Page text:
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Cluster definition YAML file

Create this cluster definition YAML file (clusterdef.yaml) on your local workstation. You can choose your own AWS Region and Availability Zone based on your preference. Use your own AWS Key Management Service (KMS) keys to provide envelope encryption of Kubernetes secrets stored in Amazon Elastic Kubernetes Service (EKS). Implementing envelope encryption is considered a security best practice for applications that store sensitive data and is part of a defense in depth security strategy.

---
apiVersion: eksctl.io/v1alpha5
kind: ClusterConfig

metadata:
  name: ekscluster-eksctl
  region: us-east-1 

availabilityZones: ["us-east-1a", "us-east-1b", "us-east-1c"]

managedNodeGroups:
- name: managednodegroup
  desiredCapacity: 3
  instanceType: t3.small
  ssh:
    allow: true

cloudWatch:
  clusterLogging:
   enableTypes: ["*"]

secretsEncryption:
  keyARN: arn:aws:kms:us-east-1:1234567890:key/adsfasdfasdf-adsfasdfasdfdsa-asdfasdfasdfasf
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Execute the cluster definition YAML file

Save above file as clusterdef.yaml, then execute the following command:

eksctl create cluster -f clusterdef.yaml
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eksctl will handle the heavylifting for you with AWS CloudFormation in the backend:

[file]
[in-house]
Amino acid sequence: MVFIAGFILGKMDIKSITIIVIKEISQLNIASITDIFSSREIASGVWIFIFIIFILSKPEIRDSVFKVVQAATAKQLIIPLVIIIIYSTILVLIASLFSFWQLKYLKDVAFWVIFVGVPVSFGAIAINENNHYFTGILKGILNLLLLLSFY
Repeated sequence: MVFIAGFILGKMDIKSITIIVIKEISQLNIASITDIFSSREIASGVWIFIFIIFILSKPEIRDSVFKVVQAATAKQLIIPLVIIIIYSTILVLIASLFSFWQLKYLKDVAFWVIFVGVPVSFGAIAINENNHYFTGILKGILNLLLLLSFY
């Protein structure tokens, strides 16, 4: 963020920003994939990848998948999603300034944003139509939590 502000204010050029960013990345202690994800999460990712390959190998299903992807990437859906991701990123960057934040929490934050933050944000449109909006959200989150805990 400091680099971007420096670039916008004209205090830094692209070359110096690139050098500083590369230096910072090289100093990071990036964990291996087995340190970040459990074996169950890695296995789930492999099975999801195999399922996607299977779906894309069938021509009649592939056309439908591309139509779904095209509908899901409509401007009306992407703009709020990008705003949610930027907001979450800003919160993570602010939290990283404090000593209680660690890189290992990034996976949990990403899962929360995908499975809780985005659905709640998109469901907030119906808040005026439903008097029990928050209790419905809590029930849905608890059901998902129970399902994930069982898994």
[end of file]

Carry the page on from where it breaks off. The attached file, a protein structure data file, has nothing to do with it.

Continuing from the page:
(base) yoyoyo@host-38f9d335e654:~/ekscluster$ eksctl create cluster -f ekscluster.yaml
[ℹ]  eksctl version 0.37.0
[ℹ]  using region us-east-1
[ℹ]  subnets for us-east-1a - public:192.168.0.0/19 private:192.168.96.0/19
[ℹ]  subnets for us-east-1b - public:192.168.32.0/19 private:192.168.128.0/19
[ℹ]  subnets for us-east-1c - public:192.168.64.0/19 private:192.168.160.0/19
[ℹ]  using SSH public key "/Users/yoyoyo/.ssh/id_rsa.pub" as "eksctl-ekscluster-eksctl-nodegroup-managednodegroup-9d:d4:ac:0b:ea:7f:07:oo:oo:oo" 
[ℹ]  using Kubernetes version 1.18
[ℹ]  creating EKS cluster "ekscluster-eksctl" in "us-east-1" region with managed nodes
[ℹ]  1 nodegroup (managednodegroup) was included (based on the include/exclude rules)
[ℹ]  will create a CloudFormation stack for cluster itself and 0 nodegroup stack(s)
[ℹ]  will create a CloudFormation stack for cluster itself and 1 managed nodegroup stack(s)